Importance: The American College of Surgeons National Surgical Quality Improvement Program (ACS NSQIP) provides feedback to hospitals on risk-adjusted outcomes. It is not known if participation in the program improves outcomes and reduces costs relative to nonparticipating hospitals.
Objective: To evaluate the association of enrollment and participation in the ACS NSQIP with outcomes and Medicare payments compared with control hospitals that did not participate in the program.
Design, setting, and participants: Quasi-experimental study using national Medicare data (2003-2012) for a total of 1,226,479 patients undergoing general and vascular surgery at 263 hospitals participating in ACS NSQIP and 526 nonparticipating hospitals. A difference-in-differences analytic approach was used to evaluate whether participation in ACS NSQIP was associated with improved outcomes and reduced Medicare payments compared with nonparticipating hospitals that were otherwise similar. Control hospitals were selected using propensity score matching (2 control hospitals for each ACS NSQIP hospital).
Main outcomes and measures: Thirty-day mortality, serious complications (eg, pneumonia, myocardial infarction, or acute renal failure and a length of stay >75th percentile), reoperation, and readmission within 30 days. Hospital costs were assessed using price-standardized Medicare payments during hospitalization and 30 days after discharge.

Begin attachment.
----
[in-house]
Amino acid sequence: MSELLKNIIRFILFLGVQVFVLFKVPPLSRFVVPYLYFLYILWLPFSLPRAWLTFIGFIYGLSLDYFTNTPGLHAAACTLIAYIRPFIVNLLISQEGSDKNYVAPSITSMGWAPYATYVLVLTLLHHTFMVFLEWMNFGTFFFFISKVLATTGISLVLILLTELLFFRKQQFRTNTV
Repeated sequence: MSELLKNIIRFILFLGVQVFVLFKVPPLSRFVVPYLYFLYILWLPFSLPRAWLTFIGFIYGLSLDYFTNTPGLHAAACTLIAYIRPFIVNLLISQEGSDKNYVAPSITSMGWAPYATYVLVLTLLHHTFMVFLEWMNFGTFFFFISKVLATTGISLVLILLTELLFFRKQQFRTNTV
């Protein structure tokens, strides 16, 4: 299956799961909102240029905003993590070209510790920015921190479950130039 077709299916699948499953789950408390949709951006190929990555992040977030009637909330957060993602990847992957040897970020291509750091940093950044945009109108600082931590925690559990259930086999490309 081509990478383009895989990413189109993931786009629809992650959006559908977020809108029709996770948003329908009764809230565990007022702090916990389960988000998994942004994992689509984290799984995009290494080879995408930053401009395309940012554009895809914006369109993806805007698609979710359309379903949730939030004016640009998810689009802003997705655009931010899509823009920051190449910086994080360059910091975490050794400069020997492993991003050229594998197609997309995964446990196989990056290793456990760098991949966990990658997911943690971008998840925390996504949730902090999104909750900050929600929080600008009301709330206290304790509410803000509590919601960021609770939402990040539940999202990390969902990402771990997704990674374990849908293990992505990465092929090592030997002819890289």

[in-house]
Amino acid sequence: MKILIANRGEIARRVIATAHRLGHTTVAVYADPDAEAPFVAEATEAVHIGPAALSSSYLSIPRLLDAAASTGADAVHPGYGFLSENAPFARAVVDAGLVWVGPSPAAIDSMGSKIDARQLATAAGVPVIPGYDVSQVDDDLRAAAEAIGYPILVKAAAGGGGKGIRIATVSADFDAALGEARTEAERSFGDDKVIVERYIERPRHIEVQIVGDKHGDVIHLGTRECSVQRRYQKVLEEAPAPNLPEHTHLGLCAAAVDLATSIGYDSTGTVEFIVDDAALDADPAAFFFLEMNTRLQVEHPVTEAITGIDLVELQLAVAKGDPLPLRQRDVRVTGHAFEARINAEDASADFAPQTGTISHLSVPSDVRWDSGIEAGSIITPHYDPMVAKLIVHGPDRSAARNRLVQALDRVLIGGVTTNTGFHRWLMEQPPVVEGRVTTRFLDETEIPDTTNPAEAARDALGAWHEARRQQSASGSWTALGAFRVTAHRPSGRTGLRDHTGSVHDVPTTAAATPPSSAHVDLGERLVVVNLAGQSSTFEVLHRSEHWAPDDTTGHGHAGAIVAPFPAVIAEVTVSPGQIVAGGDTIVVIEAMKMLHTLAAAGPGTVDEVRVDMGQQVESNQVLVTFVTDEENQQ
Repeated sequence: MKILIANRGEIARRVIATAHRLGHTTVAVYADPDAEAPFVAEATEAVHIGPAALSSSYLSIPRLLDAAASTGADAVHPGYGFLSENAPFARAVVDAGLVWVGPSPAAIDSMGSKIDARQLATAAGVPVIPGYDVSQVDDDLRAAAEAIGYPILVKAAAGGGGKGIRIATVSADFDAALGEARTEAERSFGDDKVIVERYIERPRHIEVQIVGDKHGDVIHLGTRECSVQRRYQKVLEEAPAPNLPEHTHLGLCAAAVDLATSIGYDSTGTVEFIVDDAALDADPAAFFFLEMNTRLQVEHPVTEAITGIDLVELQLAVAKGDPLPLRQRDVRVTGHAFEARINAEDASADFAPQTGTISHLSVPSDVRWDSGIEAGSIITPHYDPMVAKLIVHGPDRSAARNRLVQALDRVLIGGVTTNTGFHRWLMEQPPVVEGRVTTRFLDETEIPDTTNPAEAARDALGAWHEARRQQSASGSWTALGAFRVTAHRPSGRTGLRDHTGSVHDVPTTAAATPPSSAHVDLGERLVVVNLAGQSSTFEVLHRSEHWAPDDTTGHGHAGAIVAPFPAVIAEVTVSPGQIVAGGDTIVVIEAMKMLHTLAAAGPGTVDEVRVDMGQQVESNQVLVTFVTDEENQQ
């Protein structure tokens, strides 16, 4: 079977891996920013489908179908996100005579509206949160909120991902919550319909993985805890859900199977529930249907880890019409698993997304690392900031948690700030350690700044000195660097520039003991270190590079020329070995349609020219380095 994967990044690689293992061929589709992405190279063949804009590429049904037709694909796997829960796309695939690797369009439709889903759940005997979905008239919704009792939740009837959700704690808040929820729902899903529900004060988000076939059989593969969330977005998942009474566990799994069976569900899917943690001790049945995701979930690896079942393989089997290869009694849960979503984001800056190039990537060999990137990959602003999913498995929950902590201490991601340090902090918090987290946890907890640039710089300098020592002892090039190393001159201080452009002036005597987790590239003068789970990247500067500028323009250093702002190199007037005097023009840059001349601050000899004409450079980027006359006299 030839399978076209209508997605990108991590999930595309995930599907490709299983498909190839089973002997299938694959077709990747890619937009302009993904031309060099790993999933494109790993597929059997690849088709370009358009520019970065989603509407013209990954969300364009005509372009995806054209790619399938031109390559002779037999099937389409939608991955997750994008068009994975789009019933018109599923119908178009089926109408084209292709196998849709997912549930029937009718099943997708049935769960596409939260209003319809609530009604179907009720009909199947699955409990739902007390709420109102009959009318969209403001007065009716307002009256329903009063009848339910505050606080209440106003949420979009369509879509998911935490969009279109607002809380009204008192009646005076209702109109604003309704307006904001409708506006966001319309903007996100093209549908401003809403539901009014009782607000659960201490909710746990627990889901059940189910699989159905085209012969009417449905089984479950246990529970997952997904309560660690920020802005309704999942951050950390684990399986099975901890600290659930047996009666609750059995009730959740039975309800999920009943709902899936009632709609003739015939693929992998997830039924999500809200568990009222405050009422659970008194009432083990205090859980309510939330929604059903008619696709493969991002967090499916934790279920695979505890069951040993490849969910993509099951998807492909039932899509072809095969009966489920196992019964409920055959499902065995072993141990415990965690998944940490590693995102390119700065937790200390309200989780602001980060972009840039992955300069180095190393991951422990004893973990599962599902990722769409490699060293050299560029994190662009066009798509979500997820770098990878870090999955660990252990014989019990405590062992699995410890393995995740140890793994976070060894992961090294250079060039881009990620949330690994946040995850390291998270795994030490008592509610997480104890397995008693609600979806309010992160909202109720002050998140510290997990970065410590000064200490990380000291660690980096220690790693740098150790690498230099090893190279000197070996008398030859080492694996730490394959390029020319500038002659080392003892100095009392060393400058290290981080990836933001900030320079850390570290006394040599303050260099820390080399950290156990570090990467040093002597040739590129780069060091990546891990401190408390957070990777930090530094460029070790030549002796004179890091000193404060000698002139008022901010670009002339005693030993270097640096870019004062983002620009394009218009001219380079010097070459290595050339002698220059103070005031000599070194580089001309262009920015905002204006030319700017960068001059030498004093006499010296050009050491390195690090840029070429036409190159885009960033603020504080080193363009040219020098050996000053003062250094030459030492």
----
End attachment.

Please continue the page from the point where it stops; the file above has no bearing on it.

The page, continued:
Results: After accounting for patient factors and preexisting time trends toward improved outcomes, there were no statistically significant improvements in outcomes at 1, 2, or 3 years after (vs before) enrollment in ACS NSQIP. For example, in analyses comparing outcomes at 3 years after (vs before) enrollment, there were no statistically significant differences in risk-adjusted 30-day mortality (4.3% after enrollment vs 4.5% before enrollment; relative risk [RR], 0.96 [95% CI, 0.89 to 1.03]), serious complications (11.1% after enrollment vs 11.0% before enrollment; RR, 0.96 [95% CI, 0.91 to 1.00]), reoperations (0.49% after enrollment vs 0.45% before enrollment; RR, 0.97 [95% CI, 0.77 to 1.16]), or readmissions (13.3% after enrollment vs 12.8% before enrollment; RR, 0.99 [95% CI, 0.96 to 1.03]). There were also no differences at 3 years after (vs before) enrollment in mean total Medicare payments ($40 [95% CI, -$268 to $348]), or payments for the index admission (-$11 [95% CI, -$278 to $257]), hospital readmission ($245 [95% CI, -$231 to $721]), or outliers (-$86 [95% CI, -$1666 to $1495]).
Conclusions and relevance: With time, hospitals had progressively better surgical outcomes but enrollment in a national quality reporting program was not associated with the improved outcomes or lower Medicare payments among surgical patients. Feedback on outcomes alone may not be sufficient to improve surgical outcomes.